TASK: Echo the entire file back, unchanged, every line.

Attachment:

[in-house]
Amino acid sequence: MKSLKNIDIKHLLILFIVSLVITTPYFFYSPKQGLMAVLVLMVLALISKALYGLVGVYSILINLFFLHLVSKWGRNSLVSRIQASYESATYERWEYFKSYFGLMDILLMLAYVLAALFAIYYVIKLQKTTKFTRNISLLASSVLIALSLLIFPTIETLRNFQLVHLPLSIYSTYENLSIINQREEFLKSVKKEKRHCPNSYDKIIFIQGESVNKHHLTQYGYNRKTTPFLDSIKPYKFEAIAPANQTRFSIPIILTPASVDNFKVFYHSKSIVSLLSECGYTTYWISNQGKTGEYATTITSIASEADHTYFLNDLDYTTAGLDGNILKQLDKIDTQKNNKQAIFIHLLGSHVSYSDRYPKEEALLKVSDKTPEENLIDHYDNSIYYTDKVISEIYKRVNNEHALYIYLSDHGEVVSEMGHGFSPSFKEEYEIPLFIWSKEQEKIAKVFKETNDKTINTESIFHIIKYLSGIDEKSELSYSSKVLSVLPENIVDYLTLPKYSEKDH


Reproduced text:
[in-house]
Amino acid sequence: MKSLKNIDIKHLLILFIVSLVITTPYFFYSPKQGLMAVLVLMVLALISKALYGLVGVYSILINLFFLHLVSKWGRNSLVSRIQASYESATYERWEYFKSYFGLMDILLMLAYVLAALFAIYYVIKLQKTTKFTRNISLLASSVLIALSLLIFPTIETLRNFQLVHLPLSIYSTYENLSIINQREEFLKSVKKEKRHCPNSYDKIIFIQGESVNKHHLTQYGYNRKTTPFLDSIKPYKFEAIAPANQTRFSIPIILTPASVDNFKVFYHSKSIVSLLSECGYTTYWISNQGKTGEYATTITSIASEADHTYFLNDLDYTTAGLDGNILKQLDKIDTQKNNKQAIFIHLLGSHVSYSDRYPKEEALLKVSDKTPEENLIDHYDNSIYYTDKVISEIYKRVNNEHALYIYLSDHGEVVSEMGHGFSPSFKEEYEIPLFIWSKEQEKIAKVFKETNDKTINTESIFHIIKYLSGIDEKSELSYSSKVLSVLPENIVDYLTLPKYSEKDH